LiftPort Inc. of Bremerton, WA said it will open a plant in New Jersey this summer to produce the building blocks for a 62,000-mile-long elevator cable into outer space.
The privately held company said a newly created division, called LiftPort Nanotech Inc., in June will begin operating a 3,000-square-foot plant in Millville, N.J., to produce carbon nanotubes.
Carbon nanotubes are pure carbon that is shaped into tubes one ten-thousandth the diameter of a human hair and one one-thousandth a hair’s diameter in length. Roughly 60 times stronger than steel, it is the only substance that could be used to construct the elevator cable, which is actually a ribbon about 8 inches wide, the company said.
The ribbon will be anchored in midocean to a platform, stretching 62,000 miles into space and attached at the far end to a small, orbiting counterweight, said LiftPort founder and Chief Executive Michael Laine, 37.
A robotic elevator car will crawl up and down that ribbon, carrying satellites, solar-power systems — and eventually, people — into space.
And this will happen within 13 years, Laine said.
Laine said the company chose Millville because of its location — about three hours equidistant from Washington, D.C., and New York City — and because the considerable electricity required to build carbon nanotubes can be bought there for about a half-cent per kilowatt-hour.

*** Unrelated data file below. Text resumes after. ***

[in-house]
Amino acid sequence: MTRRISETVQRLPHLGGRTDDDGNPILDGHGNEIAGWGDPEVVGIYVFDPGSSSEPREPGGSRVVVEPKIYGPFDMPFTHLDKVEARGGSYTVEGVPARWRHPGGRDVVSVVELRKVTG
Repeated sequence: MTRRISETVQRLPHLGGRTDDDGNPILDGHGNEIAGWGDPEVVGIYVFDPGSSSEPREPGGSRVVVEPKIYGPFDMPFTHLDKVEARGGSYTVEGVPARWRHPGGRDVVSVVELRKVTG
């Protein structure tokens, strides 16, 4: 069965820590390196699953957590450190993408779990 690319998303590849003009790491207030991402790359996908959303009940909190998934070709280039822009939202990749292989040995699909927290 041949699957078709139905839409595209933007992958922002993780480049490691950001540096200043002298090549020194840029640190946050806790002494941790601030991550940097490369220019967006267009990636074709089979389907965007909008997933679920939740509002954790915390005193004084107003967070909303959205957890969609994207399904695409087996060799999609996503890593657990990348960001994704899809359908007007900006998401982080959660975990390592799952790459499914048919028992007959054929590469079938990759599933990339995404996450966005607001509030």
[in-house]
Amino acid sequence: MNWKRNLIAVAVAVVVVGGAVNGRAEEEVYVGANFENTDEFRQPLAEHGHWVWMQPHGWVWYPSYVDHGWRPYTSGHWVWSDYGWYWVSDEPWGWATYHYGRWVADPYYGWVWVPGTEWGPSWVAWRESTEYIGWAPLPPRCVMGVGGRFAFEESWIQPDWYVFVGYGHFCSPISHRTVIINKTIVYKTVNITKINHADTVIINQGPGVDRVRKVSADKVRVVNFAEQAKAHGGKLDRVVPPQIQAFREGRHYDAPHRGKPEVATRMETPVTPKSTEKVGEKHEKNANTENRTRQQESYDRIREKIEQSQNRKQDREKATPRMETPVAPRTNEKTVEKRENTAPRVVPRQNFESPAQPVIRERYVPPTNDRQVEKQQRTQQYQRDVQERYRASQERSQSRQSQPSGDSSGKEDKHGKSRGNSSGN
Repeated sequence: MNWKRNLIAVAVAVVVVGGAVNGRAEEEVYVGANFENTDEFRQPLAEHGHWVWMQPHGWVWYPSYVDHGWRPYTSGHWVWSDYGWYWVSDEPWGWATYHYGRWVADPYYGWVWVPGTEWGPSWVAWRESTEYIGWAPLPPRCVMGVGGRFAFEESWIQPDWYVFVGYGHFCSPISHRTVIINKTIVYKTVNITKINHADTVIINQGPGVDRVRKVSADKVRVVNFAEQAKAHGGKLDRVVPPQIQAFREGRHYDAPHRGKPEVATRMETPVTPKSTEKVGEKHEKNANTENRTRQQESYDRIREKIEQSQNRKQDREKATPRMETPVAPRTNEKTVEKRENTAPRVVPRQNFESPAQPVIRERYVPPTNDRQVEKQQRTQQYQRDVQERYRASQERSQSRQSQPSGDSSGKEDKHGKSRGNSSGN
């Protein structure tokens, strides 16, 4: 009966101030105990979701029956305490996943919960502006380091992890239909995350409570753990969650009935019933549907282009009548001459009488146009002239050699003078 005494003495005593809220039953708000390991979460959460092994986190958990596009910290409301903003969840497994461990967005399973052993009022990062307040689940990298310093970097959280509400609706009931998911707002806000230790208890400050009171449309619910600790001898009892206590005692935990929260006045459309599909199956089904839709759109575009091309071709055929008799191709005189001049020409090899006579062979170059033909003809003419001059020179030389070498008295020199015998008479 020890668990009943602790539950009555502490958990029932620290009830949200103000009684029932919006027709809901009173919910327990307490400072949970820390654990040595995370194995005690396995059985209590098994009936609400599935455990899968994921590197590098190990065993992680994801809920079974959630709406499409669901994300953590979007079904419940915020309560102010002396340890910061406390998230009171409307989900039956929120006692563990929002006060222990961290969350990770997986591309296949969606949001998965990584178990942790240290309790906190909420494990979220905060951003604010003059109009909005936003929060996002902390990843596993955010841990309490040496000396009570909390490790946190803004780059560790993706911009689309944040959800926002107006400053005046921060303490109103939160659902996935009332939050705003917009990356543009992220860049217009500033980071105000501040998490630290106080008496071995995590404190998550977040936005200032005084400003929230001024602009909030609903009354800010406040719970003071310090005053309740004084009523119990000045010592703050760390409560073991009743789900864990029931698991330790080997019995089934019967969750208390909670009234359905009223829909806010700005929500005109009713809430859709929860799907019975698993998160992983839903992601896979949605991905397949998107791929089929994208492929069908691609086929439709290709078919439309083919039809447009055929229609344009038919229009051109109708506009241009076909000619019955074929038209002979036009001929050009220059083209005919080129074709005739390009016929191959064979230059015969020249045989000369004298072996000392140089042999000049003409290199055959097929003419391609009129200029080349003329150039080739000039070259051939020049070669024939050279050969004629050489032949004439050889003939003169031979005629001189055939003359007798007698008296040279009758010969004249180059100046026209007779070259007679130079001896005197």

In contrast, the national average cost for electricity is about 9 cents per kilowatt-hour, he said.
The city of Millville and a county development project there jointly provided $100,000 to help build the plant, which will open with six full-time employees.
The 3-year-old parent company, also known as LiftPort Group Inc., has five full-time employees and four part-timers. It will remain in Bremerton.
The company is also making good progress in developing the climbing robots, Laine said. Pending approval by the Federal Aviation Administration, it will test a climbing robot this summer, sending it up a string tethered to a hot-air balloon.
The company hopes to make money selling its New Jersey-produced nanotubes to plastic and glass manufacturers, whose wares it can strengthen considerably.
Adding 2 percent carbon nanotubes to 98 percent pure polypropylene plastic makes the mixture 40 percent stronger, Laine said. That makes it ideal for laptop computer cases, car bodies and airplane parts.
Laine said more than 100 companies are competing with his in the race to develop the perfect material for the space elevator. His company has 80 shareholders, many of whom have put in between $500 and $10,000 each, and a total of about $700,000 in assets.